Managing Conflicts and Disagreements

.Managing conflicts and disagreements with colleagues and associates has become part of a daily routine as such events have become inevitable part of our profession. Benefitting or not benefitting from such situations solely depends on what kind of situation the parties are in and how it is dealt. You can sometimes benefit from conflict, avoid hurt feelings and damaged relationships by resolving disputes through respect, negotiation, and little bit of compromise too.

We don’t need to engage in open tussle over every disagreement. At the end every professional / executive / individual has a perspective different than many others. Once we realise that others too have their view, one may not get sucked into conflicts that can be detrimental to the interests of both the parties. If both sides keep an equilibrium and work, then everything else will fall in line. If you feel that working through the disagreement is more important than maintaining the peace, then nothing in the world can resolve it. And if the debate is likely to create more problems than it solves it is better to remain neutral or change the track itself.

 

The minimum one should do in the event of a conflict is to keep away from it for a while so that the person gets sufficient time to think of the situation a little more clearly and can crystallise the possible or next workable strategy.

However, the best way, undisputable, is to avoid a conflict and if and when you start smelling a possible one, it is much better to start looking the other way. And, with a cool head, look at the situation much more closely and try to nip the possible reason in the bud itself. There can be no room for wishful thinking in such issues because one cannot predict what turn small conflicts are likely to take eventually. The worst is to underestimate person on the other side of the table.

When we talk about managing conflicts, the very first lesson is that one has to learn to listen; not necessarily digesting what one heard in its entirety. Practice the “shut up and listen” technique. While it is a must listening to others, forming an opinion or acting on such information and the final judgment should always be on one’s own. Many times the informers also could be opinionated persons and taking a position on such opinions may prove suicidal.

Many times it is not that none of the other person’s points can be agreed. There could always be a point or two where both may agree and my experience says it is always better to start from those little points that are agreeable to both. At least the effected party among the two is likely to a get a signal that you are trying to understand their point of view as well, and they may show more willingness to listen to yours. Whatever could be provocation, if any one of the parties takes the others statement on person, there is every chance of the initiative breaking down; and always better to avoid personal attacks or comments? Don’t make the conflict individual centric, make it issue centric.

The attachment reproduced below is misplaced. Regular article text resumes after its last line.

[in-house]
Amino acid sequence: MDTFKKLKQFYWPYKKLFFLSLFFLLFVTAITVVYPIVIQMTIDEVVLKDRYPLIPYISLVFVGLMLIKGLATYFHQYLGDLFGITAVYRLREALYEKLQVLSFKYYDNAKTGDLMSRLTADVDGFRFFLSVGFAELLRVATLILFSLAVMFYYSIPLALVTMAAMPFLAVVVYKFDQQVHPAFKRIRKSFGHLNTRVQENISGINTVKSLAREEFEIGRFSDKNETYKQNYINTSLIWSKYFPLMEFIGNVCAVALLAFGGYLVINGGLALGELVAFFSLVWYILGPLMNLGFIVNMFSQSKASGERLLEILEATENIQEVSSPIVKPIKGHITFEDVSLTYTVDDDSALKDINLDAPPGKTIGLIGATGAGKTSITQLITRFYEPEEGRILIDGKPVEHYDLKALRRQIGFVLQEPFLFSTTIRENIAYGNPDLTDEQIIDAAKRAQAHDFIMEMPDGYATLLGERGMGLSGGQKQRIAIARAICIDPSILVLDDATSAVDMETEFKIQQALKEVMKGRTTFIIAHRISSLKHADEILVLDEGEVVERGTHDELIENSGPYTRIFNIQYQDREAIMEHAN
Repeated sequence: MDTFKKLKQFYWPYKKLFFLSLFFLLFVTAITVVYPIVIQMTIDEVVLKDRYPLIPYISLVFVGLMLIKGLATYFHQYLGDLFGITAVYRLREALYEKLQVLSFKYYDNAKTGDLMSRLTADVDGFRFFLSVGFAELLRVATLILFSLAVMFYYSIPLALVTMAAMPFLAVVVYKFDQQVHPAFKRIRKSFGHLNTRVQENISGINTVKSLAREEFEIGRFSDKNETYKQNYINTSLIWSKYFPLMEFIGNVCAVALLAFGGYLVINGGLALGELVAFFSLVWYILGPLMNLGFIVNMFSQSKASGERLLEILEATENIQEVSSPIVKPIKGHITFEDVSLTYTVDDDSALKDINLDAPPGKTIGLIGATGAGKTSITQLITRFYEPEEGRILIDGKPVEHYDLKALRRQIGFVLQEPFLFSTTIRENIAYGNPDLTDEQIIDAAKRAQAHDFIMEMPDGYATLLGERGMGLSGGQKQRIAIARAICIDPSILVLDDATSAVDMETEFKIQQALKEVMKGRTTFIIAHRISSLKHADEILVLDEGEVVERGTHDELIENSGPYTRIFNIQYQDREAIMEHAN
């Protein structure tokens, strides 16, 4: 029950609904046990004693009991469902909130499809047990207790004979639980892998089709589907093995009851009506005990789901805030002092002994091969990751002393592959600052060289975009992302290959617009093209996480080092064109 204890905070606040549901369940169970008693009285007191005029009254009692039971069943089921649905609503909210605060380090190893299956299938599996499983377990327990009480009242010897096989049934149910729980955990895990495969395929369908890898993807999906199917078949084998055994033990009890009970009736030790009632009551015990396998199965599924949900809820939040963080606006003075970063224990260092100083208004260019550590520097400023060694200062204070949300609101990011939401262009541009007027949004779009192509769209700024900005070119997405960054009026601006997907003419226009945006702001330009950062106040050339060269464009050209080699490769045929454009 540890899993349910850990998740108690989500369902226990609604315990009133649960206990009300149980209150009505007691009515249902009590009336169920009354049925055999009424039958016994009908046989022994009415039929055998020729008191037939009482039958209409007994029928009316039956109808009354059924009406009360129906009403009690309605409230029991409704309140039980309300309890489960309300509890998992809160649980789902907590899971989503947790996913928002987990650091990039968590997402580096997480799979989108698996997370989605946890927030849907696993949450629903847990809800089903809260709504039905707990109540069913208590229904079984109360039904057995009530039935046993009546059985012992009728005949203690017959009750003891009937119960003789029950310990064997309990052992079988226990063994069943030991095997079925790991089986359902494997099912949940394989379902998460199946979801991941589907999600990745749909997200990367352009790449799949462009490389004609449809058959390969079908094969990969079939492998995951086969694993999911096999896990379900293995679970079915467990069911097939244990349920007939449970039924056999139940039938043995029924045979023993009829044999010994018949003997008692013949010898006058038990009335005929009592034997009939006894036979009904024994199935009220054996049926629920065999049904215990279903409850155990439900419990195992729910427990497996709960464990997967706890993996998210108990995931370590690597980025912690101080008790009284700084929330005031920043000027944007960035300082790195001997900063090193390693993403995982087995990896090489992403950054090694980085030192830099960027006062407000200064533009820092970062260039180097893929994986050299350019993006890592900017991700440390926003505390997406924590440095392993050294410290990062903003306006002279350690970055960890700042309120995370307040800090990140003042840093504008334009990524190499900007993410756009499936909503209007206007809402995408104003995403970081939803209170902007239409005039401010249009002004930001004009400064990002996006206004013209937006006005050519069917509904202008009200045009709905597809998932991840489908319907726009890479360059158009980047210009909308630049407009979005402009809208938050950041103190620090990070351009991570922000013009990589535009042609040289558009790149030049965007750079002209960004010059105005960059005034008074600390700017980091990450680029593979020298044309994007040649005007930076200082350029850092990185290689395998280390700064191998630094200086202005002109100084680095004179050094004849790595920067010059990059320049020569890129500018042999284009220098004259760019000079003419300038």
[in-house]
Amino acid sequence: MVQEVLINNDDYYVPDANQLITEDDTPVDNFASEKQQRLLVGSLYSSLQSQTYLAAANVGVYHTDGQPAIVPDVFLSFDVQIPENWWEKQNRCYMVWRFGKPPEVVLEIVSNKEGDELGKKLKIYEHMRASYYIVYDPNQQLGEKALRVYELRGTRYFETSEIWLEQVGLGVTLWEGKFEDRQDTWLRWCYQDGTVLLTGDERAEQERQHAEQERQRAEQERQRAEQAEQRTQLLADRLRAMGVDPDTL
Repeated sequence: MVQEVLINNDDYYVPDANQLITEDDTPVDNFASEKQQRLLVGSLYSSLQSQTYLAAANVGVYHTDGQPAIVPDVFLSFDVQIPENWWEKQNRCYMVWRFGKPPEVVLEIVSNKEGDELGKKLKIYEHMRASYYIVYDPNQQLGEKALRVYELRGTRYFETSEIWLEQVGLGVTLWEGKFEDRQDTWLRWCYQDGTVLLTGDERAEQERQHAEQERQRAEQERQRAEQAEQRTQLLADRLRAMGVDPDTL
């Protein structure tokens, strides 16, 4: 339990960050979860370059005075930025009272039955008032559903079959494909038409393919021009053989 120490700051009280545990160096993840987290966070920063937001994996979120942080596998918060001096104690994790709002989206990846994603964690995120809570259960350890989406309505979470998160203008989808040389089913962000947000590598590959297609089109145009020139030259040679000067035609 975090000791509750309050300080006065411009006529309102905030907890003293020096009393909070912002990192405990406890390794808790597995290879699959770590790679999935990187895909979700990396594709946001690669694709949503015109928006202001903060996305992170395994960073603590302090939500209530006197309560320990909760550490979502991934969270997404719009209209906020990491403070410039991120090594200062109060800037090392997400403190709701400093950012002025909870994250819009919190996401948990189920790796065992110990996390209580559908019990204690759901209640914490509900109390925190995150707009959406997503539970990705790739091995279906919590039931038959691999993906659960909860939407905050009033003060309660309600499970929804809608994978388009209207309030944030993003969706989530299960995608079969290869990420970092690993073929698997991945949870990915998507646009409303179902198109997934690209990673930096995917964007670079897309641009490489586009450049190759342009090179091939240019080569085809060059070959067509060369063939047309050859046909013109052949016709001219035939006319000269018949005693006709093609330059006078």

Similarly, I firmly believe that by focusing on one issue or conflict at a time, there are always chances to manage it better. I have found that it is the secondary issues that cloud the main issue. Knowingly or unknowingly we allow it to happen and get strayed away from the core issue. It is always better to remain non-judgmental about our counterpart when we approach an issue of serious consequence because by being so, one is most likely to resolve the issue. Who won should not be the end of an issue? Is the issue well settled is going to be the last question. Before approaching the issue one should assess the possible outcome of each tactic we intent to use and accordingly a sensible line should be adopted.

Each of us at some point of time might have wished before entering the discussion that “with my argument I am not going to allow the other person to get away just like that”. Whereas the fact is that when you stop trying to “defeat your opponent,” you’ll be more receptive to good ideas and resolve conflicts quicker. We can’t change everything or everybody. You can’t force others to agree with you; so no meaning to keep arguing in an attempt to do so. Since we can’t change the past either, it is absurd to get caught up in a conflict about something that’s already happened. Even if the person / persons opposite you are proven rogues, you cant afford to disrespect them in a forum. By rubbing or intimidating, conflicts can’t be resolved amicably is the proven fact.

Therefore, if nothing works, we can always disagree with the other person and walk away by agreeing to settle the things at the earliest. But I, still, emphasise that before disagreeing totally, it is always better to make a sound evaluation – preferably through a third person – because this could help us evaluate a similar situation elsewhere, should it recur.

For me, every conflict faced, indulged and resolved always gave professional growth in terms of dealing with situations. In addition, such situations gave me an unknown capacity to foresee and pre-empt any possible conflicts arising out of decisions. And this is the premises that prompted me to scribble down what I think is right in resolving conflicts.

The more you understand about managing conflicts and disagreements, you will be better placed to negotiate, compromise, and emerge from disputes of any kind with stronger and more productive relationships.

 

Madhu K. Nair [23rd August 2003]

Footnote:

Every conflict you manage, dispute you resolve or fail to resolve can make you a man of maturity as well a man of steel. These small experiences prepare you to foresee and pre-empt possible conflicts / disputes arising out of the decisions you intent to make in the immediate future. All depends on what one learns from the day’s encounters.

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